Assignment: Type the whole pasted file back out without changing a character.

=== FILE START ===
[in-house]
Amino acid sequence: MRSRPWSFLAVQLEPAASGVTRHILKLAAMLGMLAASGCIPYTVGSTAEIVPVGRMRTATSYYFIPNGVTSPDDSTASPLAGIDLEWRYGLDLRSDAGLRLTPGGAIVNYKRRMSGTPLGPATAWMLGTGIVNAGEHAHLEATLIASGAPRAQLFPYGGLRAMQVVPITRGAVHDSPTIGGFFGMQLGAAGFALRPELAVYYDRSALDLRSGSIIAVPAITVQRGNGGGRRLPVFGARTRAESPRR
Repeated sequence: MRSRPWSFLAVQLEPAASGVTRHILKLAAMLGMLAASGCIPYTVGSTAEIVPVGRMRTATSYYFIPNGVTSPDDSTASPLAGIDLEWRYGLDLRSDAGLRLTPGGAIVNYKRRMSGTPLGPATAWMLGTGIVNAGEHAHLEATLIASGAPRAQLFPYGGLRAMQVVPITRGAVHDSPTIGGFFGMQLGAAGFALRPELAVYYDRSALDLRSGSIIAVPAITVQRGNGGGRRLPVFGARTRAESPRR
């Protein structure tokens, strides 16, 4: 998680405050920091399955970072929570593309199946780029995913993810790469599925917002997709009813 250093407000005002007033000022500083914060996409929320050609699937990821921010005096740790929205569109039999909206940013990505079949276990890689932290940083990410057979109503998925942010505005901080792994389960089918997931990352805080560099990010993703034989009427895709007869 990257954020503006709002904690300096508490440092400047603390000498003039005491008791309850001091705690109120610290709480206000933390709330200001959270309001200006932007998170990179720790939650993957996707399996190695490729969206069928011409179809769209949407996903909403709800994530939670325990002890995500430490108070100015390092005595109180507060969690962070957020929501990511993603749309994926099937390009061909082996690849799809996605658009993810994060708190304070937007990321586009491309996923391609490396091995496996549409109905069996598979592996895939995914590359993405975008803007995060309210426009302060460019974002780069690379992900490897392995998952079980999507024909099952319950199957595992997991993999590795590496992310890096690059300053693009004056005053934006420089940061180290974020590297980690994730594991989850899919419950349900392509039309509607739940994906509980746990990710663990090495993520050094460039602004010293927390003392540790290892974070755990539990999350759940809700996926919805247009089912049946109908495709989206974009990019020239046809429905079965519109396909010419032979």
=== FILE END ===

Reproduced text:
[in-house]
Amino acid sequence: MRSRPWSFLAVQLEPAASGVTRHILKLAAMLGMLAASGCIPYTVGSTAEIVPVGRMRTATSYYFIPNGVTSPDDSTASPLAGIDLEWRYGLDLRSDAGLRLTPGGAIVNYKRRMSGTPLGPATAWMLGTGIVNAGEHAHLEATLIASGAPRAQLFPYGGLRAMQVVPITRGAVHDSPTIGGFFGMQLGAAGFALRPELAVYYDRSALDLRSGSIIAVPAITVQRGNGGGRRLPVFGARTRAESPRR
Repeated sequence: MRSRPWSFLAVQLEPAASGVTRHILKLAAMLGMLAASGCIPYTVGSTAEIVPVGRMRTATSYYFIPNGVTSPDDSTASPLAGIDLEWRYGLDLRSDAGLRLTPGGAIVNYKRRMSGTPLGPATAWMLGTGIVNAGEHAHLEATLIASGAPRAQLFPYGGLRAMQVVPITRGAVHDSPTIGGFFGMQLGAAGFALRPELAVYYDRSALDLRSGSIIAVPAITVQRGNGGGRRLPVFGARTRAESPRR
């Protein structure tokens, strides 16, 4: 998680405050920091399955970072929570593309199946780029995913993810790469599925917002997709009813 250093407000005002007033000022500083914060996409929320050609699937990821921010005096740790929205569109039999909206940013990505079949276990890689932290940083990410057979109503998925942010505005901080792994389960089918997931990352805080560099990010993703034989009427895709007869 990257954020503006709002904690300096508490440092400047603390000498003039005491008791309850001091705690109120610290709480206000933390709330200001959270309001200006932007998170990179720790939650993957996707399996190695490729969206069928011409179809769209949407996903909403709800994530939670325990002890995500430490108070100015390092005595109180507060969690962070957020929501990511993603749309994926099937390009061909082996690849799809996605658009993810994060708190304070937007990321586009491309996923391609490396091995496996549409109905069996598979592996895939995914590359993405975008803007995060309210426009302060460019974002780069690379992900490897392995998952079980999507024909099952319950199957595992997991993999590795590496992310890096690059300053693009004056005053934006420089940061180290974020590297980690994730594991989850899919419950349900392509039309509607739940994906509980746990990710663990090495993520050094460039602004010293927390003392540790290892974070755990539990999350759940809700996926919805247009089912049946109908495709989206974009990019020239046809429905079965519109396909010419032979």